Lifecoach: why do I keep getting abdominal pains?
Our experts answer your health questions. This week, abdominal aches and dealing with hypochondria.
ConclusionSince CUS has overlapping clinical, histological, and immunofluorescence features with lichen planus and vesiculobullous diseases, clinicians and pathologists should consider this unusual, but significant, entity whenever oral ulcerative diseases with mixed features are encountered.
ConclusionThe application of HA is suggested, and is an effective substitute for TA in the treatment of OLP.
Conclusions The clinical trials discussed here, which include several trials investigating novel therapeutic targets, demonstrate that translational research in pemphigus and pemphigoid is a fast-growing field. We thus expect that several novel treatments will be shortly available for the treatment of pemphigus and pemphigoid patients. Given the high, and thus far unmet, medical need in this field (110), this is highly encouraging and will hopefully improve the quality of life of the affected patients. In addition to the compounds and targets described here, several new targets have been recently identified in preclinical...
ConclusionGreater severity of OLP and OLL seems to be associated with increased levels of anxiety, higher scores of oral health impact profile, and decreased QoL.Clinical relevancePatients with severe OLP/OLL may benefit from additional therapeutic treatments, such as psychological and/or psychiatric management, concomitant to treatment specific to oral lesions.
ConclusionAgranulocytosis or pancytopenia usually developed within 2 months after levamisole treatment, but it might be delayed. Agranulocytosis was more likely to occur in females and onset was acute. Levamisole is an effective immunomodulator for OLP patients; however, it should be used with caution and administered with regular blood monitoring.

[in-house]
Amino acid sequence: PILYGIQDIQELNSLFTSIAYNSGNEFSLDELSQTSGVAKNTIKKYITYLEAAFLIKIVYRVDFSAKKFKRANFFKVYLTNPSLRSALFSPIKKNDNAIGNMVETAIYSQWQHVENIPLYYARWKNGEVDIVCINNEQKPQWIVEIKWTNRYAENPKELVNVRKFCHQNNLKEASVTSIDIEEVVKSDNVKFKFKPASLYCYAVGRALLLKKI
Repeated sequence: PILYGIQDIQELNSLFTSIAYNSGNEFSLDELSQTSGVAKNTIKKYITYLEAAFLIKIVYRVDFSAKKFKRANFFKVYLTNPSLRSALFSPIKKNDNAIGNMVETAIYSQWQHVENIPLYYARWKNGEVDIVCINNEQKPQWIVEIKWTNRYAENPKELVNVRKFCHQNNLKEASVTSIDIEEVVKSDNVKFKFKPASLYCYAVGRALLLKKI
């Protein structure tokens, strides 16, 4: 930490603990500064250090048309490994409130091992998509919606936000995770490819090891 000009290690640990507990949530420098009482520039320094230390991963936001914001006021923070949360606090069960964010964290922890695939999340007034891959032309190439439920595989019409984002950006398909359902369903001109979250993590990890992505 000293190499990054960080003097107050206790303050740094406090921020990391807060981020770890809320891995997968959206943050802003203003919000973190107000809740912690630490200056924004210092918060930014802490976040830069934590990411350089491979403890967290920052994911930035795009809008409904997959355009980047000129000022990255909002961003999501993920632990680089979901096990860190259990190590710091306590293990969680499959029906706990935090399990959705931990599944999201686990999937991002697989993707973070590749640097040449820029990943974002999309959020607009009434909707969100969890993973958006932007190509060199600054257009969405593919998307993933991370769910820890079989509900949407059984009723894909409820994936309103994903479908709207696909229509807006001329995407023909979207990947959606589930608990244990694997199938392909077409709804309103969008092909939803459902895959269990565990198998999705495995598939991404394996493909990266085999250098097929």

CONCLUSION: Agranulocytosis or pancytopenia usually developed within 2 months after levamisole treatment, but it might be delayed. Agranulocytosis was more likely to occur in females and onset was acute. Levamisole is an effective immunomodulator for OLP patients; however, it should be used with caution and administered with regular blood monitoring. PMID: 30922614 [PubMed - as supplied by publisher]
CONCLUSIONS: In conclusion the studies presented support the efficacy of maintaining personal and professional oral hygiene in patients with GD, reducing the clinical signs of the disease, regardless of its pathogenesis. PMID: 30818305 [PubMed - in process]
AbstractObjectivesOral lichen plans (OLP) is a potentially malignant inflammatory mucocutaneous disease. CD133 is an investigated surface marker for cancer stem-like cells (CSCs) that may be involved in tumor initiation in head and neck carcinomas. We compared short-term clinical effectiveness of topical pimecrolimus as selective inflammatory cytokine release inhibitor with betamethasone cream for erosive/atrophic OLP and investigated the influence of this therapy on CD133 expression.Material and methodsThirty patients were randomly assigned into two equal groups to receive topical pimecrolimus (group I) or betamethasone (...
Conclusion: Patient compliance and contentment without any postoperative complications were observed to be of high degree in the present study. Thus diode laser can be considered as a best alternative to conventional surgical treatment modality in managing OL and OLP and preventing its further transformation. PMID: 30583693 [PubMed - in process]
Discussion Skin color is primarily due to genetic factors. Melanocytes are usually found in skin in the basal layer of the epidermis which is also where the melanin usually lies. There are a range of normal skin phenotypes that have been described by Fitzpatrick and range from I-VI: I – pale white skin, blond hair, blue eyed, does not tan, always burns II – fair skin, blue eyed, tans poorly, burns easily III – darker white skin, burns initially then tans IV – light brown skin, tans easily, burns minimally V – brown skin, tans darkly easily, burns rarely VI – dark brown skin, alway...